Liberty lies in the hearts of men and women, when it dies there, no constitution, no law can save it. Freedom therefore rests on us taking personal responsibility for how we treat each other, based on our respect for, and appreciation of, human dignity. This is not about state power. This is not about market power. This is about morality and personal responsibility. Now, morality is also then the foundation of true community. The place where we are valued; where we are unique; where we respect one another and contribute to and share one another’s lives. Where we pledge faithfulness to do together what we cannot achieve alone….


Where we once understood our rights in terms of our protections from the state, now it seems these rights are increasingly defined by what we expect from the state. As citizens, we cannot allow what we think we are entitled to, to become more important than what we are responsible for as citizens.


Teddy Roosevelt argued this more than a century ago in his famous ‘Man in the Arena’ speech. But I’m not going to quote the section that is most known. Arguing that going down this path of entitlements of citizenship, as opposed to the responsibilities, is a very dangerous one, and it indeed jeopardises national success in a liberal democracy. He said, “The stream will not permanently rise higher than the main source; and the main source of national power and national greatness is found in the average citizenship of the nation.”…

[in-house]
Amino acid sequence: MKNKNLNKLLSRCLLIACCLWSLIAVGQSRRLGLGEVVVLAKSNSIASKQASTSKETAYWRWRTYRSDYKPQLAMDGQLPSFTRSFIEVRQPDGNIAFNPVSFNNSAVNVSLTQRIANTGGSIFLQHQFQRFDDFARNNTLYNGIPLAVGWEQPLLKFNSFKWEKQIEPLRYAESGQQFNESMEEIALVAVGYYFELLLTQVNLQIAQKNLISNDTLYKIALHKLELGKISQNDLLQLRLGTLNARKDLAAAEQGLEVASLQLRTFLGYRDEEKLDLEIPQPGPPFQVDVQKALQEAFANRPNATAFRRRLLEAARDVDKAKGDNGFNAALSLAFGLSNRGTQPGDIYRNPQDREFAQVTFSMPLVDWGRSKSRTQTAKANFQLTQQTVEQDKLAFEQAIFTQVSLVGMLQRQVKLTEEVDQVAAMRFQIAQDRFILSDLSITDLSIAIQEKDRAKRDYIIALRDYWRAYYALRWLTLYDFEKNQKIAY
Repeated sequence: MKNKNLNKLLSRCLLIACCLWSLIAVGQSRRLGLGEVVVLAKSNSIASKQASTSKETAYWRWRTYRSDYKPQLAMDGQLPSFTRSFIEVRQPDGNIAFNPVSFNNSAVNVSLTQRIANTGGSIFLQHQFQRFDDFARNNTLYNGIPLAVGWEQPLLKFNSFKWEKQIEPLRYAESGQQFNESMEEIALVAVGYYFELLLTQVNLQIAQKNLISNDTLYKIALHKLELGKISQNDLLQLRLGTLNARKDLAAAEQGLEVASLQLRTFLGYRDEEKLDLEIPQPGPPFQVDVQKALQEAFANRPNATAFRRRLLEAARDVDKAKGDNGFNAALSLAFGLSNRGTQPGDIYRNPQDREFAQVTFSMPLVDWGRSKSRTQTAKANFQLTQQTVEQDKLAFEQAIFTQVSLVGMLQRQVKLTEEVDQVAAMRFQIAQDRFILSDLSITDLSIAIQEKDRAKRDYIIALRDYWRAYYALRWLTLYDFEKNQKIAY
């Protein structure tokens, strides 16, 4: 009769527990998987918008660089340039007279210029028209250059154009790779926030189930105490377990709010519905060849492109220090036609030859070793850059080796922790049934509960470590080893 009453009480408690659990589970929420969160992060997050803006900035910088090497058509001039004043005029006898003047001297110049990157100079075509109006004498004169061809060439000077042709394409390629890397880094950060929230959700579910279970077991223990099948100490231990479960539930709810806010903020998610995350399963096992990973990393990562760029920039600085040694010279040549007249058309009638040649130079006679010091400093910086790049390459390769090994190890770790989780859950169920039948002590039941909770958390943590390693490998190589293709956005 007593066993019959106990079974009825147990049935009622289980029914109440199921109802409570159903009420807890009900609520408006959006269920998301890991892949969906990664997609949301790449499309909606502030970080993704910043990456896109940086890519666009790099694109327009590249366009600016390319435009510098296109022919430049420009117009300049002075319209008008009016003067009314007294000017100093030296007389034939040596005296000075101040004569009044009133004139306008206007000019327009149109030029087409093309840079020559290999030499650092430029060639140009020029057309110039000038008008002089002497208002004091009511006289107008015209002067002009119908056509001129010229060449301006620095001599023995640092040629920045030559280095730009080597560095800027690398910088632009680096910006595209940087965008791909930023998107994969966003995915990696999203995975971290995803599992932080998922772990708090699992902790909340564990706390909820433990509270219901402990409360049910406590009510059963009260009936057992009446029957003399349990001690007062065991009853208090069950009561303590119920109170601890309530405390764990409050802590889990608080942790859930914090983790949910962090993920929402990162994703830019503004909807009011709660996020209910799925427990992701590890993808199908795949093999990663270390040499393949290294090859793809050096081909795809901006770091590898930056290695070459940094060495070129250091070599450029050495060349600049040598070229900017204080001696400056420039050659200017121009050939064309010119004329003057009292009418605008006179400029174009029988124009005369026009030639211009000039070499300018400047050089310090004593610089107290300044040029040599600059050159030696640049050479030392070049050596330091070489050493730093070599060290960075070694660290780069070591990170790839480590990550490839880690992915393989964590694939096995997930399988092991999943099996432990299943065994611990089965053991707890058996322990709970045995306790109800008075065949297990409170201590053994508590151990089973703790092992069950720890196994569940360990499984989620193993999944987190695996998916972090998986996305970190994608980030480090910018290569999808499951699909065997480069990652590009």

We must never surrender the truth that the experience and value of every human being is unique and personal. You are more, we are more, individually, more than the things others try to identify us by, you by, in this age of identity politics. You are more than your gender, you are more than your race, you are more than your sexuality, you are more than your ethnicity, you are more than your religion, your language group, your age.


All of these of course contribute to who we may be and the incredible diversity of our society, particularly in this country, and our place in the world. But of themselves they are not the essence of our humanity. When we reduce ourselves to a collection of attributes, or divide ourselves, even worse, on this basis, we can lose sight of who we actually are as individual human beings – in all our complexity, in all our wholeness and in all our wonder.